At the end of the day, that’s what the Church is for.  The Church is God’s community of relationship-building.  Each of the promises of the baptismal covenant is about relationship.  And when it comes to the project of building relationships, God equips us with an amazing and counter-intuitive capacity for blessing.  If you can build a relationship that points to God’s unlimited love, then you have enough to be an evangelist.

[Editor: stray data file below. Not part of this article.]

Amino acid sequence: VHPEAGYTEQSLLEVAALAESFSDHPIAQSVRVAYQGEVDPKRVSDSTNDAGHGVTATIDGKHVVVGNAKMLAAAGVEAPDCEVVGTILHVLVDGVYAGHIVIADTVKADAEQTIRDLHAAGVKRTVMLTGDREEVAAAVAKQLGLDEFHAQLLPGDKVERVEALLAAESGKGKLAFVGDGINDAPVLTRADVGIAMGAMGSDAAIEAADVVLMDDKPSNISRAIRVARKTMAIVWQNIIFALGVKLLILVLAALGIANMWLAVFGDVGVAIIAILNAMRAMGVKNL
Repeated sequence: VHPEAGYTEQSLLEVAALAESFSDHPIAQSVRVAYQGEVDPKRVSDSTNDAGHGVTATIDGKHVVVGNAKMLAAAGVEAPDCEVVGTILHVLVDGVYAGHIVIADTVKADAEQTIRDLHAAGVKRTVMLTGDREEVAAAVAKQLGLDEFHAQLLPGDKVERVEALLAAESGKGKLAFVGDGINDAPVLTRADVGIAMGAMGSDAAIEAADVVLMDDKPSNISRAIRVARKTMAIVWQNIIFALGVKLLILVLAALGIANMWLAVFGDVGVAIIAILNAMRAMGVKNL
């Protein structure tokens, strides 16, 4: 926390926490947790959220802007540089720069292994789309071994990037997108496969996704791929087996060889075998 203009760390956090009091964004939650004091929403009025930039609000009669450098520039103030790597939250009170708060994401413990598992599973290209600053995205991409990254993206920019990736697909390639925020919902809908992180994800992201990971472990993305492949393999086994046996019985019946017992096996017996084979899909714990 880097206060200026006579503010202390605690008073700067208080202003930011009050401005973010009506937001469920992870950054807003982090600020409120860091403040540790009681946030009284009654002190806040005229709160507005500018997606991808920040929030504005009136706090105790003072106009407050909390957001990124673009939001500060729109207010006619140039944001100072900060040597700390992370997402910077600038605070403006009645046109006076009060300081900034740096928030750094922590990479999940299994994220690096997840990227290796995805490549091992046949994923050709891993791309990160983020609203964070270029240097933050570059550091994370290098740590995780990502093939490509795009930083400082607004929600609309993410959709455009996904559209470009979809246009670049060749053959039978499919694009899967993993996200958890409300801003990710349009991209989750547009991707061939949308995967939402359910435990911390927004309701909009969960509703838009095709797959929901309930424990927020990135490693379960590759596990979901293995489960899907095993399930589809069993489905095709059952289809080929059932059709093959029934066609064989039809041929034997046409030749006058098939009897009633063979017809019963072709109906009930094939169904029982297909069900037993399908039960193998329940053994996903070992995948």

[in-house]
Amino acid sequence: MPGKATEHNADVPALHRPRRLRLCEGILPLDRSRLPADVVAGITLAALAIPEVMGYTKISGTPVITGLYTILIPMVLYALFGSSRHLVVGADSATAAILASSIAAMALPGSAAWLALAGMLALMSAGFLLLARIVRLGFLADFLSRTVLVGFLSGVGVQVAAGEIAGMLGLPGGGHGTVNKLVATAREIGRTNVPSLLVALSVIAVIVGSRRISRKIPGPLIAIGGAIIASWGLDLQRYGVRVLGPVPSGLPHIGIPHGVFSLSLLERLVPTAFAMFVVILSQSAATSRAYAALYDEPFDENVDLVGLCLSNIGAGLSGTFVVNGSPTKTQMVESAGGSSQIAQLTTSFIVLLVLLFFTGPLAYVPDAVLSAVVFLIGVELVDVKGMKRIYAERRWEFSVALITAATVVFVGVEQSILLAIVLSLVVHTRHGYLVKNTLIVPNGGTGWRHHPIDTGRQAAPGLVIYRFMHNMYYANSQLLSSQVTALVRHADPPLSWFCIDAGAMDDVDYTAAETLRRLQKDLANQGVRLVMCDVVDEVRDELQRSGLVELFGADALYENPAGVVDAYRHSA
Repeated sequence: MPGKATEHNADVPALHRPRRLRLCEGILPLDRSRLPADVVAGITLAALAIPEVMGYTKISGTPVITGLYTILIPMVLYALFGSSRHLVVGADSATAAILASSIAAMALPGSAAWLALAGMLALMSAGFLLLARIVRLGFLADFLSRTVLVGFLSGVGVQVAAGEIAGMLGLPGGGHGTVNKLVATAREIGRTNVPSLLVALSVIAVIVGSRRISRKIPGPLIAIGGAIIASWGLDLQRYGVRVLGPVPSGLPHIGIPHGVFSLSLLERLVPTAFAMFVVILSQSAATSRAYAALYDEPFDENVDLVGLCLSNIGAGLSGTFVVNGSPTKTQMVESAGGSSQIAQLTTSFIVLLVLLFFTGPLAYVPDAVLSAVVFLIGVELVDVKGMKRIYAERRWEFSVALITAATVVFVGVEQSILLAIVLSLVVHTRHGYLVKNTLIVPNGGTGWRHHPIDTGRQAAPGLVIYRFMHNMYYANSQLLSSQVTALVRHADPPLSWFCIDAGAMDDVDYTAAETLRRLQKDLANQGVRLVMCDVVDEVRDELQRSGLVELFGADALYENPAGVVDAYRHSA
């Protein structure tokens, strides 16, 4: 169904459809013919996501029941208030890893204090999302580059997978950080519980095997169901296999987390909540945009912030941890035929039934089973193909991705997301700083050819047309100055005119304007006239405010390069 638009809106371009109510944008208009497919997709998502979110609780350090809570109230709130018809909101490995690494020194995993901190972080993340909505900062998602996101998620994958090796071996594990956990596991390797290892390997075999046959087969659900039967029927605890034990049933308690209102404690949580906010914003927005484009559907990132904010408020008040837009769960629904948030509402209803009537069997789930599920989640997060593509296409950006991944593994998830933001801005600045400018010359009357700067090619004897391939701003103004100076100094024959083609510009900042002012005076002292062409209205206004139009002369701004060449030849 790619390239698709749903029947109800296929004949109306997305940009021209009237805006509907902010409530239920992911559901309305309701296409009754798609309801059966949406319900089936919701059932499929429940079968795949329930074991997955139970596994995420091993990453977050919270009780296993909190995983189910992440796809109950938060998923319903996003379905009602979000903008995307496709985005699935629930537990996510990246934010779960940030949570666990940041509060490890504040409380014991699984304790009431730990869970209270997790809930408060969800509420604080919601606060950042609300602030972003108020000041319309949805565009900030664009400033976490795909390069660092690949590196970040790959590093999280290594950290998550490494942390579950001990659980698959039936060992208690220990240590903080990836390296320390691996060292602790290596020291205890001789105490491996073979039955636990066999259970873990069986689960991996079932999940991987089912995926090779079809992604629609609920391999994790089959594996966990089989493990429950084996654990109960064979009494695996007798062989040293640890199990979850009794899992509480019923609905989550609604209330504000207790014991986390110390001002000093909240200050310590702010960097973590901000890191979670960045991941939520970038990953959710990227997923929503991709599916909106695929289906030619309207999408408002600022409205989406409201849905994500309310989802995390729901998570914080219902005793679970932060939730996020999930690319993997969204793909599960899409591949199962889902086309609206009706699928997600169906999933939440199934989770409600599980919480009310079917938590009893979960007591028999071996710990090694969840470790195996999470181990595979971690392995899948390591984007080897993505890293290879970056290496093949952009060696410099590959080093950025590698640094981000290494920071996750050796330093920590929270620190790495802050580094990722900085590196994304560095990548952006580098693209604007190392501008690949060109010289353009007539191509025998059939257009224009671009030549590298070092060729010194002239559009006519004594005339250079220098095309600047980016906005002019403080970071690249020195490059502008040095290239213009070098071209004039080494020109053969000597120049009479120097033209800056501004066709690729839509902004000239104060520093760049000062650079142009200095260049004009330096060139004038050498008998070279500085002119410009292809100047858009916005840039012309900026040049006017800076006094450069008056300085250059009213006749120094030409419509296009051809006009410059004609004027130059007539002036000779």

So, remember today’s Gospel math lesson.  You didn’t know you were coming for a math lesson this morning, but here you go:  How many Episcopalians does it take to speak about love they don’t have to earn?  How many Episcopalians does it take to build a relationship that points toward hope?  How many Episcopalians does it take to gossip good news?  The answer is, one.  One is enough.  One is enough – as long as that one is you. 

1.       The Episcopal Church.  “Episcopal Church Fast Facts Trends 2011-2015.”  Available at: Accessed March 16, 2017.

Sunday, March 12, 2017

Five Questions We Ask in the Dark, Part 2: Does God Exist?

Sermon from Sunday, March 12, 2017
Genesis 12:1-4a; Romans 4:1-5,13-17; John 3:1-17